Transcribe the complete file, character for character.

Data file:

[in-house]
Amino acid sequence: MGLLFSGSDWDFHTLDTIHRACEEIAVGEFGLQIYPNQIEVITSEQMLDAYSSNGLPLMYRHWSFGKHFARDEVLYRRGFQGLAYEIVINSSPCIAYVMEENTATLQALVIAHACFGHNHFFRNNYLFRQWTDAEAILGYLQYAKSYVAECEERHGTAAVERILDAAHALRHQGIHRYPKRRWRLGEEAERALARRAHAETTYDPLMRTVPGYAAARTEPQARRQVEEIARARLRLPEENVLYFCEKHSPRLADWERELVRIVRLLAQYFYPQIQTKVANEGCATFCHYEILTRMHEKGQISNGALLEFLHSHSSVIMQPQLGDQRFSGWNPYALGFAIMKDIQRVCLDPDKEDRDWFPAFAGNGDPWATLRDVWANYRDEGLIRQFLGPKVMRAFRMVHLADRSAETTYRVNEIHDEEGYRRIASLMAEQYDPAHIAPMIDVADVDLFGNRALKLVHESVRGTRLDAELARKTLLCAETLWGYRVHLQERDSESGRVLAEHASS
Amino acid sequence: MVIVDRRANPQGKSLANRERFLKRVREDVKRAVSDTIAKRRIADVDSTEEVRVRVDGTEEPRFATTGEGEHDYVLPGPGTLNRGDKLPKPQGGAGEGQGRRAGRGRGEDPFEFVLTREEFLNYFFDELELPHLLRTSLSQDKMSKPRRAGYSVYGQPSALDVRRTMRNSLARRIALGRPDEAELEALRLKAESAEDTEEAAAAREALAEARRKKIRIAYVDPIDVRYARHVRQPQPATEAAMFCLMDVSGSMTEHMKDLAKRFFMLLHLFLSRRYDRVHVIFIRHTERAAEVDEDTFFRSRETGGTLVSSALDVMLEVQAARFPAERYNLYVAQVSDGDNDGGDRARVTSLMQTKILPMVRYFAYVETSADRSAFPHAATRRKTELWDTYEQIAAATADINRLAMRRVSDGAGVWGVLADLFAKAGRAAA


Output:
[in-house]
Amino acid sequence: MGLLFSGSDWDFHTLDTIHRACEEIAVGEFGLQIYPNQIEVITSEQMLDAYSSNGLPLMYRHWSFGKHFARDEVLYRRGFQGLAYEIVINSSPCIAYVMEENTATLQALVIAHACFGHNHFFRNNYLFRQWTDAEAILGYLQYAKSYVAECEERHGTAAVERILDAAHALRHQGIHRYPKRRWRLGEEAERALARRAHAETTYDPLMRTVPGYAAARTEPQARRQVEEIARARLRLPEENVLYFCEKHSPRLADWERELVRIVRLLAQYFYPQIQTKVANEGCATFCHYEILTRMHEKGQISNGALLEFLHSHSSVIMQPQLGDQRFSGWNPYALGFAIMKDIQRVCLDPDKEDRDWFPAFAGNGDPWATLRDVWANYRDEGLIRQFLGPKVMRAFRMVHLADRSAETTYRVNEIHDEEGYRRIASLMAEQYDPAHIAPMIDVADVDLFGNRALKLVHESVRGTRLDAELARKTLLCAETLWGYRVHLQERDSESGRVLAEHASS
Amino acid sequence: MVIVDRRANPQGKSLANRERFLKRVREDVKRAVSDTIAKRRIADVDSTEEVRVRVDGTEEPRFATTGEGEHDYVLPGPGTLNRGDKLPKPQGGAGEGQGRRAGRGRGEDPFEFVLTREEFLNYFFDELELPHLLRTSLSQDKMSKPRRAGYSVYGQPSALDVRRTMRNSLARRIALGRPDEAELEALRLKAESAEDTEEAAAAREALAEARRKKIRIAYVDPIDVRYARHVRQPQPATEAAMFCLMDVSGSMTEHMKDLAKRFFMLLHLFLSRRYDRVHVIFIRHTERAAEVDEDTFFRSRETGGTLVSSALDVMLEVQAARFPAERYNLYVAQVSDGDNDGGDRARVTSLMQTKILPMVRYFAYVETSADRSAFPHAATRRKTELWDTYEQIAAATADINRLAMRRVSDGAGVWGVLADLFAKAGRAAA